that are viable and fertile can be regenerated from these transformed cells,
and the genes that have been introduced into these transgenic plants are
as stable as other genes in the plant nuclei and show a normal pattern of
inheritance. Transgenic plants are most commonly generated by exploiting a plasmid vector carried by Agrobacterium tumefaciens, a bacterium. Foreign DNA carrying from one to
50 genes can be introduced into plants in this manner, with the donor
DNA originating from different plant species, animal cells, or microorganisms.
Higher plants have genes whose expression shows precise temporal and
spatial regulation in various parts of plants – for example, leaves, floral
organs, and seeds that appear at specific times during plant development
and/or at specific locations, or whose expression is regulated by light. Other
plant genes respond to different stimuli, such as plant hormones, nutrients,
lack of oxygen (anaerobiosis), heat shock, and wounding. It is therefore possible to insert the control sequence(s) from such genes into transgenic plants
to confine the expression of foreign genes to specific organelles or tissues
and to determine the initiation and duration of such expression. Microorganisms that live on or within plants can be manipulated to control insect pests and fungal disease or to establish new symbioses, such as those between nitrogen-fixing bacteria and plants.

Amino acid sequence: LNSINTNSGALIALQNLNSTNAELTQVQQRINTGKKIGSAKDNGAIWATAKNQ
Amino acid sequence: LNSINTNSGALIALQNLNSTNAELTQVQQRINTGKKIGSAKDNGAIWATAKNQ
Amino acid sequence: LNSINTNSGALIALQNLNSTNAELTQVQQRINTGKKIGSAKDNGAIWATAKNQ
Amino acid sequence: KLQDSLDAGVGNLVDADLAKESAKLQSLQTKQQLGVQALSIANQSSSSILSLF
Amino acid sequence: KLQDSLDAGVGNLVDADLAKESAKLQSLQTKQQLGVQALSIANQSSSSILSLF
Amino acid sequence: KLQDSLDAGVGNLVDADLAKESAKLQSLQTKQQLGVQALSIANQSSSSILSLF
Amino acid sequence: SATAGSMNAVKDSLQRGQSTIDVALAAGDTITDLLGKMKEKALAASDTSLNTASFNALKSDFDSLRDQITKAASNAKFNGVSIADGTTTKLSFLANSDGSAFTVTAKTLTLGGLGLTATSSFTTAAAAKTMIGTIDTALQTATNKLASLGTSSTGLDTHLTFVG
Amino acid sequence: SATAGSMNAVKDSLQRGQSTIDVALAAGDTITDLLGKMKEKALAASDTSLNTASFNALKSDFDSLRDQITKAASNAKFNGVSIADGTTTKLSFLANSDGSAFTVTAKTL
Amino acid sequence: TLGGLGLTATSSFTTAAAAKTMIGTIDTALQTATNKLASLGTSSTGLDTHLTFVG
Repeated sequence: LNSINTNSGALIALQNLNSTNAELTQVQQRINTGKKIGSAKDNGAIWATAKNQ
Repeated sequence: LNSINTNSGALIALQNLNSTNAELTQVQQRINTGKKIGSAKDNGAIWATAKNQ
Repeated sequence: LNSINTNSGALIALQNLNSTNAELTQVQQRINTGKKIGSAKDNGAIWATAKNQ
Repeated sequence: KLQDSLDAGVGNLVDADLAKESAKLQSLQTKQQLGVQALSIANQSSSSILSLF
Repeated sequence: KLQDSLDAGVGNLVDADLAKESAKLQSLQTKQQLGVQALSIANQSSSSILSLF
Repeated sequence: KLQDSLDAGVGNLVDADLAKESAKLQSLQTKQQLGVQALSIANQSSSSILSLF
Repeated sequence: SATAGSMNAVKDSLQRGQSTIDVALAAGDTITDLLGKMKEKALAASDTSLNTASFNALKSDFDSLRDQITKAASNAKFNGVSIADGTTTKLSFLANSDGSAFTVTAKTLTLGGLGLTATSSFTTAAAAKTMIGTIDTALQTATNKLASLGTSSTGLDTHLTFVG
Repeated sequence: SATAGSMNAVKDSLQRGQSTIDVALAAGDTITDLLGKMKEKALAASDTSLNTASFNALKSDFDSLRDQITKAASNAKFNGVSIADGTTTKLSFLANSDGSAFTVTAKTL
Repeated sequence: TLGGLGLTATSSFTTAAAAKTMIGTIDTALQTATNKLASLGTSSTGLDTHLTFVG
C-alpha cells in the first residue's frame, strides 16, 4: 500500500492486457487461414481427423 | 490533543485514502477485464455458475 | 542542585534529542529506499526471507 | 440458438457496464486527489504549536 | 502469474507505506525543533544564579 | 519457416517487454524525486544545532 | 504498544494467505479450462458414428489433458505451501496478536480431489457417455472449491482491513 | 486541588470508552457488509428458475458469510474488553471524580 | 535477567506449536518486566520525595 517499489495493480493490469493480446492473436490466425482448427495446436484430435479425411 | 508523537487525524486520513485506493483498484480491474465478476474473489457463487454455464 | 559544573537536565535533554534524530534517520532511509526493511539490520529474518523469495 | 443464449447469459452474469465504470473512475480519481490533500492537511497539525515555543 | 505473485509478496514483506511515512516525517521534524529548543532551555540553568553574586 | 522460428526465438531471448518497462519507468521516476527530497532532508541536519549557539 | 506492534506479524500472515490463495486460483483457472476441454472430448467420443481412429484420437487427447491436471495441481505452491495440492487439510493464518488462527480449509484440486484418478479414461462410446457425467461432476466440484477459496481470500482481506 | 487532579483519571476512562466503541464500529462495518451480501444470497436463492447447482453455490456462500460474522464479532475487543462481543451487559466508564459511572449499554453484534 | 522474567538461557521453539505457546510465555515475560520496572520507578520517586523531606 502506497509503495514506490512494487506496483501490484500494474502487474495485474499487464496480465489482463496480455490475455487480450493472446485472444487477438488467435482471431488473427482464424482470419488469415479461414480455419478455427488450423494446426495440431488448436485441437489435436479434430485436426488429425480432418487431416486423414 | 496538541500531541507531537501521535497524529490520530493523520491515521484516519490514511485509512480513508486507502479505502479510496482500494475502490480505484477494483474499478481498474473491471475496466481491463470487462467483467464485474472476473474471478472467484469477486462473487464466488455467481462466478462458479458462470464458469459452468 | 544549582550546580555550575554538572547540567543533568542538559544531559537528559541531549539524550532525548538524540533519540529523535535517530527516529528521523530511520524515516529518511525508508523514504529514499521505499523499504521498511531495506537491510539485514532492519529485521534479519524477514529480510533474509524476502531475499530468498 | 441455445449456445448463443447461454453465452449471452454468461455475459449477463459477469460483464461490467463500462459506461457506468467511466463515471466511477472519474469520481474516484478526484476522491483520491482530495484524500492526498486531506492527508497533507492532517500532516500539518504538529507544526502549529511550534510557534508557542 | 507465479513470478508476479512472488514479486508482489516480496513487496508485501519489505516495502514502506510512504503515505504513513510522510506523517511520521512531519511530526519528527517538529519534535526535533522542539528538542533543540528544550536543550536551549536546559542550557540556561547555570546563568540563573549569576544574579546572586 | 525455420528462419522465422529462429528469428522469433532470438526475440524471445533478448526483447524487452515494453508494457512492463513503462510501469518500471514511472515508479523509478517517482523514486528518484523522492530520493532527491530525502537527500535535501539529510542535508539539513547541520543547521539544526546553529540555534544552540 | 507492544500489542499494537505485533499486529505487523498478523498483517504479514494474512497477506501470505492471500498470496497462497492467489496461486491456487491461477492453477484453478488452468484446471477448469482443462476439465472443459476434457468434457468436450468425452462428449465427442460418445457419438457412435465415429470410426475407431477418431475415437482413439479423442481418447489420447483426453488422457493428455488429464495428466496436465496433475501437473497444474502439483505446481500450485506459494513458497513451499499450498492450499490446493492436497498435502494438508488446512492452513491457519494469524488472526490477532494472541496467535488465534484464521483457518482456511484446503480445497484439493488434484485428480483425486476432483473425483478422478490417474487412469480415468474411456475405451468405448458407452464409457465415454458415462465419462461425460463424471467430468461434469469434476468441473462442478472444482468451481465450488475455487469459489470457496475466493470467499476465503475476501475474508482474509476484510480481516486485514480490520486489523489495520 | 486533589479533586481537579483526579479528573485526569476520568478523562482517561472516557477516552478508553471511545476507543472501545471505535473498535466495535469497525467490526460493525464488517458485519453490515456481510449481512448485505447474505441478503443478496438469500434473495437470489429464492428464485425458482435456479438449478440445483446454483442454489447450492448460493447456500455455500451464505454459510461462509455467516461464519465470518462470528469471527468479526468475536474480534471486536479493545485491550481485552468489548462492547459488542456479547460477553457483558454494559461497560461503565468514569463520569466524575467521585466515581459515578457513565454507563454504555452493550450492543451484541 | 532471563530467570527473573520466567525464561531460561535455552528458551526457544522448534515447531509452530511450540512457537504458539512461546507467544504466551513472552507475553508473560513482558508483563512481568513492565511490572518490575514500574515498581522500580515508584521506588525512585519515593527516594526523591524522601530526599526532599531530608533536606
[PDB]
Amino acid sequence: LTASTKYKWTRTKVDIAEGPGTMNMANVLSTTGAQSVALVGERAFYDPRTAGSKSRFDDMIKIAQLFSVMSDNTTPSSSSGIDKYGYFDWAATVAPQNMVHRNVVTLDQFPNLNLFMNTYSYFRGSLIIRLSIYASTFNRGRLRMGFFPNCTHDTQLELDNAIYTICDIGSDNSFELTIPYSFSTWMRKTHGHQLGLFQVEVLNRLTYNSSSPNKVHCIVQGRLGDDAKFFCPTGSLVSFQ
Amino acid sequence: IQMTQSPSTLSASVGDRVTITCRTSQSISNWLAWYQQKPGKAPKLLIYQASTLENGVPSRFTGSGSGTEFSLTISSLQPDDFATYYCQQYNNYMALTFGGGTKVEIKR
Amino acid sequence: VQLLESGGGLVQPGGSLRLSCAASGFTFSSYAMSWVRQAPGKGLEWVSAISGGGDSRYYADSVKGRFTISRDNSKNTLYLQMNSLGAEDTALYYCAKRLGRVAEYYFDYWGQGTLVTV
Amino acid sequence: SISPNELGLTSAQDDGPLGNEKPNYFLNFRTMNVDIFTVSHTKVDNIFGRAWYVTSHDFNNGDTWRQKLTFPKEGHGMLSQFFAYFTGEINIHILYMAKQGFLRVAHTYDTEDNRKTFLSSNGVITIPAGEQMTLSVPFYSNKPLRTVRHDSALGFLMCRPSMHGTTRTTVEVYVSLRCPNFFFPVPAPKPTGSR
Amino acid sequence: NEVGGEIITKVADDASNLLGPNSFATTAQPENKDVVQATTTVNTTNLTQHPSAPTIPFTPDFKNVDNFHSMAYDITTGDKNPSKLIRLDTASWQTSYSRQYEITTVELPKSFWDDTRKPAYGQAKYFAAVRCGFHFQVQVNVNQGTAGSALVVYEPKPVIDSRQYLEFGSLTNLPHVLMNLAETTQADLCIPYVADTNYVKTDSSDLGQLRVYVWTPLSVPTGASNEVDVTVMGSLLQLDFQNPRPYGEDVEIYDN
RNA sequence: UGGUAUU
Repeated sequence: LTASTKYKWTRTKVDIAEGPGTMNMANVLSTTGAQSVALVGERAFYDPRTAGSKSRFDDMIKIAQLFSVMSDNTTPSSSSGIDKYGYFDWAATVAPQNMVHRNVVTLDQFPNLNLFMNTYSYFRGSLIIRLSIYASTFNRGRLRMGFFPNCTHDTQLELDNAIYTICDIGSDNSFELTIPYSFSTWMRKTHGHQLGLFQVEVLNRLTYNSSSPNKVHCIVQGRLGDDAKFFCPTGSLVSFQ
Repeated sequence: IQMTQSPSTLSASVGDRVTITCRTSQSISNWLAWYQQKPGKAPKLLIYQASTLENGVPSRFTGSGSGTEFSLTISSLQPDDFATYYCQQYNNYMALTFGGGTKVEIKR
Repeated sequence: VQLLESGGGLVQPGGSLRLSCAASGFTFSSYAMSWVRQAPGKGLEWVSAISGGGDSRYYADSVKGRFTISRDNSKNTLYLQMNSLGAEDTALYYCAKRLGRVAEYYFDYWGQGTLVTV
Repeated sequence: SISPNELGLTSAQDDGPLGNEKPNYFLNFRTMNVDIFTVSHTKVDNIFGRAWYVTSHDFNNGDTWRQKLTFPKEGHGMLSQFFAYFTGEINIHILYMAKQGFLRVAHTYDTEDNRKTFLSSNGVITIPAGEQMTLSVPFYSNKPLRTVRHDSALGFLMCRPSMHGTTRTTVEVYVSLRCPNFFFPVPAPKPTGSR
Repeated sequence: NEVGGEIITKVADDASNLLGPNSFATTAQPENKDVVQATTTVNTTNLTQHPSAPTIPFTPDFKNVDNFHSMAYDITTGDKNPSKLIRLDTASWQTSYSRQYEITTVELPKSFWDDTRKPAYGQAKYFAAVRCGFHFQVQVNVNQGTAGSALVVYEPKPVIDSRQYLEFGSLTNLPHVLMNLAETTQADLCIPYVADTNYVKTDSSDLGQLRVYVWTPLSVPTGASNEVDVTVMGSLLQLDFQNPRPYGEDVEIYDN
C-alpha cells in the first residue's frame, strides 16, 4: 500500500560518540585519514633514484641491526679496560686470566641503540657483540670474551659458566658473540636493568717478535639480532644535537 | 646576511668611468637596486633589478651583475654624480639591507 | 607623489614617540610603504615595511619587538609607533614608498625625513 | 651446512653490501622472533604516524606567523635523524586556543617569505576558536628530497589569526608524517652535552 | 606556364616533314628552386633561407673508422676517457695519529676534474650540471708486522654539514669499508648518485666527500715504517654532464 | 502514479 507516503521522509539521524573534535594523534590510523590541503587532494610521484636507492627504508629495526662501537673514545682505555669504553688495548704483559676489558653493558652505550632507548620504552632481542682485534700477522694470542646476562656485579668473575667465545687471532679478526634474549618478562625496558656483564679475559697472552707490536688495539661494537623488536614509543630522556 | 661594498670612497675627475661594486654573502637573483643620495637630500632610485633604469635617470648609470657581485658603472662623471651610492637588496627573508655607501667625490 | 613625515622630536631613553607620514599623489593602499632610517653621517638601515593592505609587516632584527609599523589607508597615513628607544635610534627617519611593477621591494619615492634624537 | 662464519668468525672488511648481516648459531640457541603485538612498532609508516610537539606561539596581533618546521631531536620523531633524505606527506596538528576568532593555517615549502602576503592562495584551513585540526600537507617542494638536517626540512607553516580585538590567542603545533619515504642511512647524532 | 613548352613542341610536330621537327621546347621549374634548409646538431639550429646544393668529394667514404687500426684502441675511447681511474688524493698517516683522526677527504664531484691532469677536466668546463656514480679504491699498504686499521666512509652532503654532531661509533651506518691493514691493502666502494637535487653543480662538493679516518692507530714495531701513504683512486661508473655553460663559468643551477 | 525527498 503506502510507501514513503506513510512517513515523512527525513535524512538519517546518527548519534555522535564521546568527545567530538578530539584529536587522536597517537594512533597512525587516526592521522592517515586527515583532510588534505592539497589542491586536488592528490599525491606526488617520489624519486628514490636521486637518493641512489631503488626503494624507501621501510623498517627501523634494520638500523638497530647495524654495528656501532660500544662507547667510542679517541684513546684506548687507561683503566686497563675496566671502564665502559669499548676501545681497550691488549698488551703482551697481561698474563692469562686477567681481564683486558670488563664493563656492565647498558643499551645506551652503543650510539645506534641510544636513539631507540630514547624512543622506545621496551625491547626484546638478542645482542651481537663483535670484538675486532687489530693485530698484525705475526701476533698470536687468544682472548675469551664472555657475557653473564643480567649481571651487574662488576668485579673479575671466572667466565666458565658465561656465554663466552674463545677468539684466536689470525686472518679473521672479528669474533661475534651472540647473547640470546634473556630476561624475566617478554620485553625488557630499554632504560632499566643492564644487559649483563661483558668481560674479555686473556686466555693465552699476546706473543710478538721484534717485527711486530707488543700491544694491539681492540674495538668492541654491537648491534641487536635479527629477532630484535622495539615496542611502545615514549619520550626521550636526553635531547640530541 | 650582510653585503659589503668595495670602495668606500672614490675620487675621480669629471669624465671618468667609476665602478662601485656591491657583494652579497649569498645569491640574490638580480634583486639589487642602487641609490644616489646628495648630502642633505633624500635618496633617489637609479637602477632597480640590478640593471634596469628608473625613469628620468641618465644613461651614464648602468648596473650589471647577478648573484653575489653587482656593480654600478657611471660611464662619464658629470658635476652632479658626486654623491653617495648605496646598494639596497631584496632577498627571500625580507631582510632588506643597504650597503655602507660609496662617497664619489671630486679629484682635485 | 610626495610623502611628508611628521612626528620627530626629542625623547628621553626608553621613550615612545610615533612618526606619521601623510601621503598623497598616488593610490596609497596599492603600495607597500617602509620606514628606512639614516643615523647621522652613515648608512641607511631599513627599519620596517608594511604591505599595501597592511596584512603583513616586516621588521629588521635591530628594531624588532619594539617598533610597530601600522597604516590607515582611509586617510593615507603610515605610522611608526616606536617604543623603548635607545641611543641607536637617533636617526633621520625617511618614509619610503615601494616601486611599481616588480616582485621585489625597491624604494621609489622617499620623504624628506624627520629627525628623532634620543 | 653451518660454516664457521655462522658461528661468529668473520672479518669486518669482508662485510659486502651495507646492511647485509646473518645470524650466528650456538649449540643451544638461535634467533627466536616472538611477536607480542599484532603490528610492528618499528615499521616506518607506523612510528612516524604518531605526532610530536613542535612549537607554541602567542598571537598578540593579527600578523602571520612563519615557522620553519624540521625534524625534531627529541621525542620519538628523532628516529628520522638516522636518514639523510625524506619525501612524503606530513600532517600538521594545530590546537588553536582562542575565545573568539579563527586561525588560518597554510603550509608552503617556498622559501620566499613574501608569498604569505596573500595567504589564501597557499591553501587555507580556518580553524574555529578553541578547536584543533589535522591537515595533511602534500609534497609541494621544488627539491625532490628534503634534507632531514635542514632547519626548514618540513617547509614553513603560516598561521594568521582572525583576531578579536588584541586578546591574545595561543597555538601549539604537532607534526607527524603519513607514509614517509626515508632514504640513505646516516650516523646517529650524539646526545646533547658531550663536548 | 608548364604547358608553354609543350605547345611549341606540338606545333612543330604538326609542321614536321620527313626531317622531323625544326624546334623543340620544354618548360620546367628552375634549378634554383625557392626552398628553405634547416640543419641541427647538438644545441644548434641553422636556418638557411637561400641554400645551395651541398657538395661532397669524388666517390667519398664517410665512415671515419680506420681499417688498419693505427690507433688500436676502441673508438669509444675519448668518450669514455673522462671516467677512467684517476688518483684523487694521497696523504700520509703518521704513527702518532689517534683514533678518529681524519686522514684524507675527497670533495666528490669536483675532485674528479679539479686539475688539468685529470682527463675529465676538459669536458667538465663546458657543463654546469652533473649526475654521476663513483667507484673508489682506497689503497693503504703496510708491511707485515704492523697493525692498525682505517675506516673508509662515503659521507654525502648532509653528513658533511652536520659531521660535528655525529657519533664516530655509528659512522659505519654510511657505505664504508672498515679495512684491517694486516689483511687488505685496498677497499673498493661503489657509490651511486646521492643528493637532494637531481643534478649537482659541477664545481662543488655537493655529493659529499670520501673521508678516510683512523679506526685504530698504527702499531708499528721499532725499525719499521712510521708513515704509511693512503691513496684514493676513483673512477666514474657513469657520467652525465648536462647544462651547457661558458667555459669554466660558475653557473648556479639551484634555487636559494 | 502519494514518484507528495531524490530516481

In bacteria and yeast, trehalose-6-phosphate is synthesized from UDP-glucose and glucose-6-phosphate in a reaction catalyzed  by trehalose-6-phosphate synthase (OtsA). Trehalose-6-phosphate phosphatase (OtsB) then converts trehalose-6-phosphate to trehalose.

Extending the habitat range for plants may be achieved by imparting traits
such as cold, heat, and drought tolerance; ability to withstand high moisture
or high salt concentrations; and resistance to iron deficiency in very alkaline
soils. Tolerances toward environmental stresses are likely to be polygenic
traits and as a consequence may be difficult to transfer from one kind of
organism to another. However, there are some successes, as illustrated by
the following example.
Trehalose, a disaccharide of glucose, acts as a compatible solute that
stabilizes and protects proteins and biological membranes in bacteria,
fungi, and invertebrates from damage during desiccation. Except for highly
desiccation-tolerant “resurrection plants,” most plants do not accumulate
detectable amounts of trehalose. E. coli genes otsA and otsB for trehalose
biosynthesis  were introduced into  . An otsA–otsB fusion